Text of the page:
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Associate Professor Jian Zhao, lecturer in Food Science and Technology, School of Chemical Engineering, The University of New South Wales
How is caffeine removed to create decaffeinated food products?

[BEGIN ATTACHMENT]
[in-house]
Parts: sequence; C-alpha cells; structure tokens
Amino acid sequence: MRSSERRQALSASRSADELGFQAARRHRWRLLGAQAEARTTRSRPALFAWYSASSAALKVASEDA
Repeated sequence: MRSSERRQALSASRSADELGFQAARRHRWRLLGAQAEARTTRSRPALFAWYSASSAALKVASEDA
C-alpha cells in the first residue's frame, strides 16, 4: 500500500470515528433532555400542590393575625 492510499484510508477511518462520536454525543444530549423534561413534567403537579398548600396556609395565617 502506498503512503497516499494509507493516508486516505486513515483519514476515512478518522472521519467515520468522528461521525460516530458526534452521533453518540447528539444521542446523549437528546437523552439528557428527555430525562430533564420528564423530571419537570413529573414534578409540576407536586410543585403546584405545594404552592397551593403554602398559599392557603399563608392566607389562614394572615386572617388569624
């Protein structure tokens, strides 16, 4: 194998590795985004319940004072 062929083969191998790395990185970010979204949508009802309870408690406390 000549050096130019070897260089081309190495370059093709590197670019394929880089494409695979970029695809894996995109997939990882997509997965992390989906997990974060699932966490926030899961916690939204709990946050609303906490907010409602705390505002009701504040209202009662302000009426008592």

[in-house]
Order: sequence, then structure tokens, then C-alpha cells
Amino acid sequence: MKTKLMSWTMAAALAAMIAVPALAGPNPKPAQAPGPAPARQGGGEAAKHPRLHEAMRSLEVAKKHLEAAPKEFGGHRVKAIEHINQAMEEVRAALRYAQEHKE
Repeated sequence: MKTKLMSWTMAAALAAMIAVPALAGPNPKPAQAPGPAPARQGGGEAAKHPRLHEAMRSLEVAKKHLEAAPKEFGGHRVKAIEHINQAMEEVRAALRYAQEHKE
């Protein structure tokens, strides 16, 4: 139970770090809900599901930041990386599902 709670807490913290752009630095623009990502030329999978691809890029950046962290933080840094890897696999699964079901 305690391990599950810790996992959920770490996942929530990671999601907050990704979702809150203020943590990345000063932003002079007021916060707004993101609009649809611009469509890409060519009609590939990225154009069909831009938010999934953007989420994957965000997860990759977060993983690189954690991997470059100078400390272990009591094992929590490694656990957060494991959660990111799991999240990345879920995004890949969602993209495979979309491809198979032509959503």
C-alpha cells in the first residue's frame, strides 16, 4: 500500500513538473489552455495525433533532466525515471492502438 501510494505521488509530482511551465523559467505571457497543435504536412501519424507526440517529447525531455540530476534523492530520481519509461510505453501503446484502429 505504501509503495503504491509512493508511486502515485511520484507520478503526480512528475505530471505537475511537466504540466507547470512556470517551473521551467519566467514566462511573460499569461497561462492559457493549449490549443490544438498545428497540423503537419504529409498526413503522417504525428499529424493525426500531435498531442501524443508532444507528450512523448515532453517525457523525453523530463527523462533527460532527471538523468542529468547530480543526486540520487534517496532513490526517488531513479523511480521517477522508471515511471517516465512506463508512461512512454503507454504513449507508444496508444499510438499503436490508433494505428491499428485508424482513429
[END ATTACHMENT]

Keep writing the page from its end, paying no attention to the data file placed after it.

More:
Decaffeination methods are proprietary and details are commercial secrets, although they do gradually become known. The earliest techniques used organic solvents to extract caffeine from green coffee beans. These were then dried and roasted, which is when most of the coffee flavour is generated. Solvent residue concerns led to water decaffeination processes, initially in Switzerland and France, although these methods were not commercialised until the late 1970s. The latest innovation is decaffeination by supercritical carbon dioxide, a liquid form of this chemical compound we usually know as a gas. It exploits the fact that CO becomes liquid under extremely high pressure and acquires some very useful properties including the preferential dissolution of compounds such as caffeine. Supercritical CO decaffeination produces coffee with flavour superior to conventional methods but the process is considerably more expensive.